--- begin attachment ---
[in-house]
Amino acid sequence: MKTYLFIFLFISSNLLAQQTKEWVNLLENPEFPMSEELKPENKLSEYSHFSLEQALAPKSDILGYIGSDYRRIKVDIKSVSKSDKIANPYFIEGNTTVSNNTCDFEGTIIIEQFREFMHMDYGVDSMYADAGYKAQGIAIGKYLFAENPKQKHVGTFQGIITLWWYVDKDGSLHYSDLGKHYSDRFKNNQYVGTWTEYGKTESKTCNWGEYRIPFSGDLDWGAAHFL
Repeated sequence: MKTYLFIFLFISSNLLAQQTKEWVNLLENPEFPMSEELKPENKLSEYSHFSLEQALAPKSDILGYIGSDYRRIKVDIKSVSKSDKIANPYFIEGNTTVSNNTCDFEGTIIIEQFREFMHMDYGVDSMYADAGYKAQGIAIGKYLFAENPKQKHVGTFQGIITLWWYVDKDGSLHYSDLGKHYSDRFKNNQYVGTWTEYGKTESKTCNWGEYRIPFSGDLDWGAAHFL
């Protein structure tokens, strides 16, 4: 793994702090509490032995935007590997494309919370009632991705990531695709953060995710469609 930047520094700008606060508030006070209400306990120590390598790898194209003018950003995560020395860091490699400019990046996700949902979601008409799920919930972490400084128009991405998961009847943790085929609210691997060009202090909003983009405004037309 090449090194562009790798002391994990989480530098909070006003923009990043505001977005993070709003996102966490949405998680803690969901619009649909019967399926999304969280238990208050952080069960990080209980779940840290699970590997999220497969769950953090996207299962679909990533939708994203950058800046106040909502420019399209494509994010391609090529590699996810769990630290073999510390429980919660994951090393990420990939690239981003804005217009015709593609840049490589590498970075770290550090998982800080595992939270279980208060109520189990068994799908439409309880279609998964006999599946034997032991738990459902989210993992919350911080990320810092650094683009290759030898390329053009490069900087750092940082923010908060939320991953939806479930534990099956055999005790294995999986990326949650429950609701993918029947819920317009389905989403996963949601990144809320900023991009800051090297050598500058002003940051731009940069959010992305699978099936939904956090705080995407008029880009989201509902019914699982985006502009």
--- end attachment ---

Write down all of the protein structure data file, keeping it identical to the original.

[in-house]
Amino acid sequence: MKTYLFIFLFISSNLLAQQTKEWVNLLENPEFPMSEELKPENKLSEYSHFSLEQALAPKSDILGYIGSDYRRIKVDIKSVSKSDKIANPYFIEGNTTVSNNTCDFEGTIIIEQFREFMHMDYGVDSMYADAGYKAQGIAIGKYLFAENPKQKHVGTFQGIITLWWYVDKDGSLHYSDLGKHYSDRFKNNQYVGTWTEYGKTESKTCNWGEYRIPFSGDLDWGAAHFL
Repeated sequence: MKTYLFIFLFISSNLLAQQTKEWVNLLENPEFPMSEELKPENKLSEYSHFSLEQALAPKSDILGYIGSDYRRIKVDIKSVSKSDKIANPYFIEGNTTVSNNTCDFEGTIIIEQFREFMHMDYGVDSMYADAGYKAQGIAIGKYLFAENPKQKHVGTFQGIITLWWYVDKDGSLHYSDLGKHYSDRFKNNQYVGTWTEYGKTESKTCNWGEYRIPFSGDLDWGAAHFL
């Protein structure tokens, strides 16, 4: 793994702090509490032995935007590997494309919370009632991705990531695709953060995710469609 930047520094700008606060508030006070209400306990120590390598790898194209003018950003995560020395860091490699400019990046996700949902979601008409799920919930972490400084128009991405998961009847943790085929609210691997060009202090909003983009405004037309 090449090194562009790798002391994990989480530098909070006003923009990043505001977005993070709003996102966490949405998680803690969901619009649909019967399926999304969280238990208050952080069960990080209980779940840290699970590997999220497969769950953090996207299962679909990533939708994203950058800046106040909502420019399209494509994010391609090529590699996810769990630290073999510390429980919660994951090393990420990939690239981003804005217009015709593609840049490589590498970075770290550090998982800080595992939270279980208060109520189990068994799908439409309880279609998964006999599946034997032991738990459902989210993992919350911080990320810092650094683009290759030898390329053009490069900087750092940082923010908060939320991953939806479930534990099956055999005790294995999986990326949650429950609701993918029947819920317009389905989403996963949601990144809320900023991009800051090297050598500058002003940051731009940069959010992305699978099936939904956090705080995407008029880009989201509902019914699982985006502009």